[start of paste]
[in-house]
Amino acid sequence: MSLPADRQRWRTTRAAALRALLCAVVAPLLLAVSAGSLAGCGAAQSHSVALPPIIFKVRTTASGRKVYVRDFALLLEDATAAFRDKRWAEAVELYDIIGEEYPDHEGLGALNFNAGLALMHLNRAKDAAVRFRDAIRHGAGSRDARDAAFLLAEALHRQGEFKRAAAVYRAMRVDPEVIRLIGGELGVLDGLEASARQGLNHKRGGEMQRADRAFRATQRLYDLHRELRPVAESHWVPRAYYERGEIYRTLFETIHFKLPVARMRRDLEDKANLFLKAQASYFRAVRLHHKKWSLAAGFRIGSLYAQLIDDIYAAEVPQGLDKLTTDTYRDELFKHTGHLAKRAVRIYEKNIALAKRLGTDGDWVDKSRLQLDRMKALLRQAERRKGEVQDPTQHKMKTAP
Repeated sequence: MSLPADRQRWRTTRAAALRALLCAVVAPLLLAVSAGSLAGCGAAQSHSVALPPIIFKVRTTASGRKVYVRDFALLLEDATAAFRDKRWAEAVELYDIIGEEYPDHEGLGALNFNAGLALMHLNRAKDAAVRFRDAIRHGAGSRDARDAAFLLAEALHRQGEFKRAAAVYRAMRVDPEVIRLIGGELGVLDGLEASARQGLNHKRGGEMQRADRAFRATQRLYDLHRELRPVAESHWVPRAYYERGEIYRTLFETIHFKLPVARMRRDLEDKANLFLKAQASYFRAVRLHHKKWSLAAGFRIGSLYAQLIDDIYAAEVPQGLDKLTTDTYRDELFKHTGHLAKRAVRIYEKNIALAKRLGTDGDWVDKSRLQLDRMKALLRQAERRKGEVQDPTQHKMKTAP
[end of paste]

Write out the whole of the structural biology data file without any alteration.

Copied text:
[in-house]
Amino acid sequence: MSLPADRQRWRTTRAAALRALLCAVVAPLLLAVSAGSLAGCGAAQSHSVALPPIIFKVRTTASGRKVYVRDFALLLEDATAAFRDKRWAEAVELYDIIGEEYPDHEGLGALNFNAGLALMHLNRAKDAAVRFRDAIRHGAGSRDARDAAFLLAEALHRQGEFKRAAAVYRAMRVDPEVIRLIGGELGVLDGLEASARQGLNHKRGGEMQRADRAFRATQRLYDLHRELRPVAESHWVPRAYYERGEIYRTLFETIHFKLPVARMRRDLEDKANLFLKAQASYFRAVRLHHKKWSLAAGFRIGSLYAQLIDDIYAAEVPQGLDKLTTDTYRDELFKHTGHLAKRAVRIYEKNIALAKRLGTDGDWVDKSRLQLDRMKALLRQAERRKGEVQDPTQHKMKTAP
Repeated sequence: MSLPADRQRWRTTRAAALRALLCAVVAPLLLAVSAGSLAGCGAAQSHSVALPPIIFKVRTTASGRKVYVRDFALLLEDATAAFRDKRWAEAVELYDIIGEEYPDHEGLGALNFNAGLALMHLNRAKDAAVRFRDAIRHGAGSRDARDAAFLLAEALHRQGEFKRAAAVYRAMRVDPEVIRLIGGELGVLDGLEASARQGLNHKRGGEMQRADRAFRATQRLYDLHRELRPVAESHWVPRAYYERGEIYRTLFETIHFKLPVARMRRDLEDKANLFLKAQASYFRAVRLHHKKWSLAAGFRIGSLYAQLIDDIYAAEVPQGLDKLTTDTYRDELFKHTGHLAKRAVRIYEKNIALAKRLGTDGDWVDKSRLQLDRMKALLRQAERRKGEVQDPTQHKMKTAP